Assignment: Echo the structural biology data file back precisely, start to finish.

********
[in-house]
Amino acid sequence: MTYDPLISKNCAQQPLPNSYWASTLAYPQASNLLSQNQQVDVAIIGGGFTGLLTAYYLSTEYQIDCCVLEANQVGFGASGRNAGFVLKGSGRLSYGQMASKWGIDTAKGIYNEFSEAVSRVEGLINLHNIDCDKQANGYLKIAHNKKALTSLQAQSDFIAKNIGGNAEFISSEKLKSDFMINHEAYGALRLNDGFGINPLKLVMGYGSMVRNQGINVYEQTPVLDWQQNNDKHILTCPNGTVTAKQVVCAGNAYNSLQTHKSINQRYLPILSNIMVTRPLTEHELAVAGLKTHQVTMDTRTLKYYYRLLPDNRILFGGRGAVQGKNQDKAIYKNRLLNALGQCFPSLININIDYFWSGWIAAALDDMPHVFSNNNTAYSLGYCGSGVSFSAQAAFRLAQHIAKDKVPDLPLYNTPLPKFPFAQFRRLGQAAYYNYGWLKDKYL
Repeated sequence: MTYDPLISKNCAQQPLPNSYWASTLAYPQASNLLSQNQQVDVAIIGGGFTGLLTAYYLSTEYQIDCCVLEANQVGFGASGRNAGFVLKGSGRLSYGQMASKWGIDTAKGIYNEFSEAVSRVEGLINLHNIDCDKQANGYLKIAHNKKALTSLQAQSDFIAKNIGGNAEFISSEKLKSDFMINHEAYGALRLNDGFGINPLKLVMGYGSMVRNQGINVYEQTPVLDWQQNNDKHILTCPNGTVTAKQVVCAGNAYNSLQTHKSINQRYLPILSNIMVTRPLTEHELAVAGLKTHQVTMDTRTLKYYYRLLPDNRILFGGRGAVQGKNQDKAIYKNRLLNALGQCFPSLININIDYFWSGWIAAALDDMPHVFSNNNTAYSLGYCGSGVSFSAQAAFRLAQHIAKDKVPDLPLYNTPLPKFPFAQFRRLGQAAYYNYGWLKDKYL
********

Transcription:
[in-house]
Amino acid sequence: MTYDPLISKNCAQQPLPNSYWASTLAYPQASNLLSQNQQVDVAIIGGGFTGLLTAYYLSTEYQIDCCVLEANQVGFGASGRNAGFVLKGSGRLSYGQMASKWGIDTAKGIYNEFSEAVSRVEGLINLHNIDCDKQANGYLKIAHNKKALTSLQAQSDFIAKNIGGNAEFISSEKLKSDFMINHEAYGALRLNDGFGINPLKLVMGYGSMVRNQGINVYEQTPVLDWQQNNDKHILTCPNGTVTAKQVVCAGNAYNSLQTHKSINQRYLPILSNIMVTRPLTEHELAVAGLKTHQVTMDTRTLKYYYRLLPDNRILFGGRGAVQGKNQDKAIYKNRLLNALGQCFPSLININIDYFWSGWIAAALDDMPHVFSNNNTAYSLGYCGSGVSFSAQAAFRLAQHIAKDKVPDLPLYNTPLPKFPFAQFRRLGQAAYYNYGWLKDKYL
Repeated sequence: MTYDPLISKNCAQQPLPNSYWASTLAYPQASNLLSQNQQVDVAIIGGGFTGLLTAYYLSTEYQIDCCVLEANQVGFGASGRNAGFVLKGSGRLSYGQMASKWGIDTAKGIYNEFSEAVSRVEGLINLHNIDCDKQANGYLKIAHNKKALTSLQAQSDFIAKNIGGNAEFISSEKLKSDFMINHEAYGALRLNDGFGINPLKLVMGYGSMVRNQGINVYEQTPVLDWQQNNDKHILTCPNGTVTAKQVVCAGNAYNSLQTHKSINQRYLPILSNIMVTRPLTEHELAVAGLKTHQVTMDTRTLKYYYRLLPDNRILFGGRGAVQGKNQDKAIYKNRLLNALGQCFPSLININIDYFWSGWIAAALDDMPHVFSNNNTAYSLGYCGSGVSFSAQAAFRLAQHIAKDKVPDLPLYNTPLPKFPFAQFRRLGQAAYYNYGWLKDKYL